Project Description

In 1877, Livingston Stone, employed by the U.S. Fish Commission to explore potential hatchery sites throughout the Columbia River Basin, professed that “probably no tributary of the Columbia has abounded so profusely with salmon in past years as this river (the Clackamas).” Unfortunately, over the next 150 years, salmon populations in the Clackamas plummeted as a result of overfishing, dams, logging, mining and habitat destruction.

Since 1996, Inter-Fluve has completed 22 projects on the mainstem Clackamas River and its tributaries aimed at recovering lost salmonid habitat. Projects have included a flood damage assessment following the 1996 100-year-flood, the $4 million dollar River Island Channel & Floodplain Restoration project, the design and construction of a 700-foot-long side channel and a groundwater-fed backwater channel at Milo McIver State Park, and development and implementation of a side channel monitoring plan. Below are examples of some of the work we’ve done throughout the Clackamas watershed.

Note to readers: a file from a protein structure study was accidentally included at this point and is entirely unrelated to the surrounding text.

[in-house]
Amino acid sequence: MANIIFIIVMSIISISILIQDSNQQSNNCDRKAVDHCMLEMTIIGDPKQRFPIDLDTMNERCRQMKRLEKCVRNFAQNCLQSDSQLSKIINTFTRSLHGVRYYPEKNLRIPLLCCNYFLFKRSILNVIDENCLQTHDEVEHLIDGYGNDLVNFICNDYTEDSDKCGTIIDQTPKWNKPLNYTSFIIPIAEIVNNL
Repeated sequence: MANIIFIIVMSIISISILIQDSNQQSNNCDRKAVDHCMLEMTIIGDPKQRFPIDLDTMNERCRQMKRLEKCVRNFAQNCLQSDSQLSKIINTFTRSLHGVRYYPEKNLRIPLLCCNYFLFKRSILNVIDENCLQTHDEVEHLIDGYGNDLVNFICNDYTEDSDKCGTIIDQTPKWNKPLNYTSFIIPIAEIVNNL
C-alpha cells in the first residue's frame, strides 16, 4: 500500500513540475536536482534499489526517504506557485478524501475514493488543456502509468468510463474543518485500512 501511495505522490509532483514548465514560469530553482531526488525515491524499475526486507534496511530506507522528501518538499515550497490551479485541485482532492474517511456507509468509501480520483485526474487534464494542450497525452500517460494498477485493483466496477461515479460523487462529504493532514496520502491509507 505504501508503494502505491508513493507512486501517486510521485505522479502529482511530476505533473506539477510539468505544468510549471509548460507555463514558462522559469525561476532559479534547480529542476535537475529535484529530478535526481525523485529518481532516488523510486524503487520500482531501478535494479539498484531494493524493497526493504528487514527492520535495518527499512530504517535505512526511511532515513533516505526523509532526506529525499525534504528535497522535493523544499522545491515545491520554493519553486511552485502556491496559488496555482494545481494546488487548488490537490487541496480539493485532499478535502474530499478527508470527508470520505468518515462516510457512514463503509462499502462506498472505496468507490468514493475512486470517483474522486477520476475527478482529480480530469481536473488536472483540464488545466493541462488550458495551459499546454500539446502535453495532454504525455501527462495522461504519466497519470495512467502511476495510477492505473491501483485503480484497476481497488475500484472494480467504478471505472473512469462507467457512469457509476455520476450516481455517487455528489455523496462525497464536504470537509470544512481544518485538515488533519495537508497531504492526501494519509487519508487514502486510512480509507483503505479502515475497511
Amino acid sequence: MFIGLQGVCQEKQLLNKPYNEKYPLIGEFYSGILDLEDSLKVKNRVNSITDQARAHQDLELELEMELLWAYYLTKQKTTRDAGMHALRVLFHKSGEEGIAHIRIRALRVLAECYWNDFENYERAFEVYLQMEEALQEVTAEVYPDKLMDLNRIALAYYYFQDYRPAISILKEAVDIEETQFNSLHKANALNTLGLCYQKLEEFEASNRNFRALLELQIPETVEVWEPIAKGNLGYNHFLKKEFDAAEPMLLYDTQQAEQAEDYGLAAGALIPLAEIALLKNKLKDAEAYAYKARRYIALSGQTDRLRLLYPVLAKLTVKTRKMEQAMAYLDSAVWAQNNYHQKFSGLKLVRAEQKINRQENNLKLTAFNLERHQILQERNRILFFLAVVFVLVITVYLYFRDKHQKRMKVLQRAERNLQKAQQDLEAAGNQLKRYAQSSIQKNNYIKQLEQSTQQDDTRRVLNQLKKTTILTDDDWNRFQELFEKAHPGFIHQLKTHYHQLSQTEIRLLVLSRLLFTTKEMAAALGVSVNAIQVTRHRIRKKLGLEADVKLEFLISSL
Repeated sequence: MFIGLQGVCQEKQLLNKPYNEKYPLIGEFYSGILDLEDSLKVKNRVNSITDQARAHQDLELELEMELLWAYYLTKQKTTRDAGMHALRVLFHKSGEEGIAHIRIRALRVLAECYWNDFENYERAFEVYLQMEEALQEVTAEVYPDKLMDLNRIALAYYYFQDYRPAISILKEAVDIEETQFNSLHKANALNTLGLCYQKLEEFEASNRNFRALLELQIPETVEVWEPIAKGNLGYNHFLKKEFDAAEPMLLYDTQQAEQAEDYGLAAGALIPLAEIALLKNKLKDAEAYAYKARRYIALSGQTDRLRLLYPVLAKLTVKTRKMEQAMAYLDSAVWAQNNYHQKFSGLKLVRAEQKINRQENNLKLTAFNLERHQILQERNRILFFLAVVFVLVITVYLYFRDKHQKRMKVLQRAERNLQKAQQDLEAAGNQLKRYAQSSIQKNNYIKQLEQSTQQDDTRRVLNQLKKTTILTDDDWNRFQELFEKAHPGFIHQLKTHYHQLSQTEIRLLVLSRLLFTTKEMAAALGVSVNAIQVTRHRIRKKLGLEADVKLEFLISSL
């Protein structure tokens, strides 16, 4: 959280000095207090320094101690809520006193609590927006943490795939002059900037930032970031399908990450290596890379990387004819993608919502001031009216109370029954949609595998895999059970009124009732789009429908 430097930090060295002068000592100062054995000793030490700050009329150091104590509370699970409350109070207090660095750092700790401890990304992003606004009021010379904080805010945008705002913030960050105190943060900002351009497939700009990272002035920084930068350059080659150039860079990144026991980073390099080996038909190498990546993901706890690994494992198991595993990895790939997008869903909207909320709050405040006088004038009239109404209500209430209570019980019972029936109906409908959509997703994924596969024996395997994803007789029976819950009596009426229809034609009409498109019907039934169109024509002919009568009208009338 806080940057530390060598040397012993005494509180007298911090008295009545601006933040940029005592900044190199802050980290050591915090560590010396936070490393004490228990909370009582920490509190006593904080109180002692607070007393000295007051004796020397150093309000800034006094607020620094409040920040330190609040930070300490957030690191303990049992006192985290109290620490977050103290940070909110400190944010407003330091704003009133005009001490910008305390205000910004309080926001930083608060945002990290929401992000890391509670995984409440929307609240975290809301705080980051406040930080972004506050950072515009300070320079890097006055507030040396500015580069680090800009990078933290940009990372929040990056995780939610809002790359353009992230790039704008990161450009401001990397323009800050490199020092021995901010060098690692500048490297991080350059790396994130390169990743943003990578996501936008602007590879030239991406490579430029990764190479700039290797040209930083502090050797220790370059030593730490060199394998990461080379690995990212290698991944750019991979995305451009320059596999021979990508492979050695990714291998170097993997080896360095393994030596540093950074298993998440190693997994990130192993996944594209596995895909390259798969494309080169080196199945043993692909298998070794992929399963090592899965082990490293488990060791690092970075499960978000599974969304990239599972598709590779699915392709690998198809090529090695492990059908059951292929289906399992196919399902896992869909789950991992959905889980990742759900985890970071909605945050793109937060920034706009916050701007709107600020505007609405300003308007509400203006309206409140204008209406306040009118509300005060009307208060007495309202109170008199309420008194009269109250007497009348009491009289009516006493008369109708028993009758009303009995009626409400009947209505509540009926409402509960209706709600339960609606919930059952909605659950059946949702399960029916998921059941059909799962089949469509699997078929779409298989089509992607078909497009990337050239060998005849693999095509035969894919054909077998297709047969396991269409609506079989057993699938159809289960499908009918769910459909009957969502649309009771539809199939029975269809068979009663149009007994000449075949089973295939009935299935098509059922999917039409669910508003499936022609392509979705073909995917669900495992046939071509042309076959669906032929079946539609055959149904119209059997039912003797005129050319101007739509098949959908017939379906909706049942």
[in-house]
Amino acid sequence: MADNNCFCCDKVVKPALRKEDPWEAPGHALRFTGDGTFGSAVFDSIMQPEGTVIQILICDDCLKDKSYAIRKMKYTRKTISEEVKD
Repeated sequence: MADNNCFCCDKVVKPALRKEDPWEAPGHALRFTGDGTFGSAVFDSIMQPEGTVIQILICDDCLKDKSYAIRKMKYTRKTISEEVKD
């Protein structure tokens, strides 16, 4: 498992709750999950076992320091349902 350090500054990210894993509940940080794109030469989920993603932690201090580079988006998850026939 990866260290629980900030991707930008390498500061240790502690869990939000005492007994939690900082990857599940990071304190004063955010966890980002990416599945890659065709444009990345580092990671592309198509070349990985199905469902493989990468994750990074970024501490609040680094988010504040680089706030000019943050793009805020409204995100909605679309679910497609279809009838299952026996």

Salmonids find cover under one of hundreds of pieces of Large Woody Material that were placed in a side channel at Milo McIver State Park on the Clackamas River.

In 1889, after a day of steelhead fishing on the Clackamas River, Rudyard Kipling proclaimed: “I have lived! The American continent may now sink under the sea, for I have taken the best of it, and the best was neither dollars, love, nor real estate.”  Photo: Fishing at the mouth of the Clackamas River circa 1937. Credit: Courtesy of Old Oregon Photos (Original from Clackamas County Historical Society)

We developed design plans and oversaw construction for the River Island Channel & Floodplain Restoration project. It involved rebuilding riparian-forested floodplain (right side of photo), reclaiming alcove habitat, and reconnecting Goose Creek (left side of photo) to the Clackamas River mainstem.

Pre-project photo of a historical side channel at Milo McIver State Park. In 2015, in this location, a 200-foot-long perforated pipe underground collects hyporheic flow (water moving through gravel bars) and delivers it into a 700-foot-long backwater channel.

Post-construction photo. Excavated along a historical channel alignment, hyporheic flow now mixes with groundwater, and provides salmonids cool water in the summer and warm water in the winter.

In 2004, Inter-Fluve worked with the Oregon Wildlife Heritage Foundation (OWHF) and Portland General Electric (PGE) to design and construct 4,400 feet of perennial side-channel habitat known as the Parson’s project.

One year post-construction, vegetation begins to re-establish along the Clackamas Parson’s project.

Juvenile salmonid observed utilizing large wood placed as part of the Milo McIver project.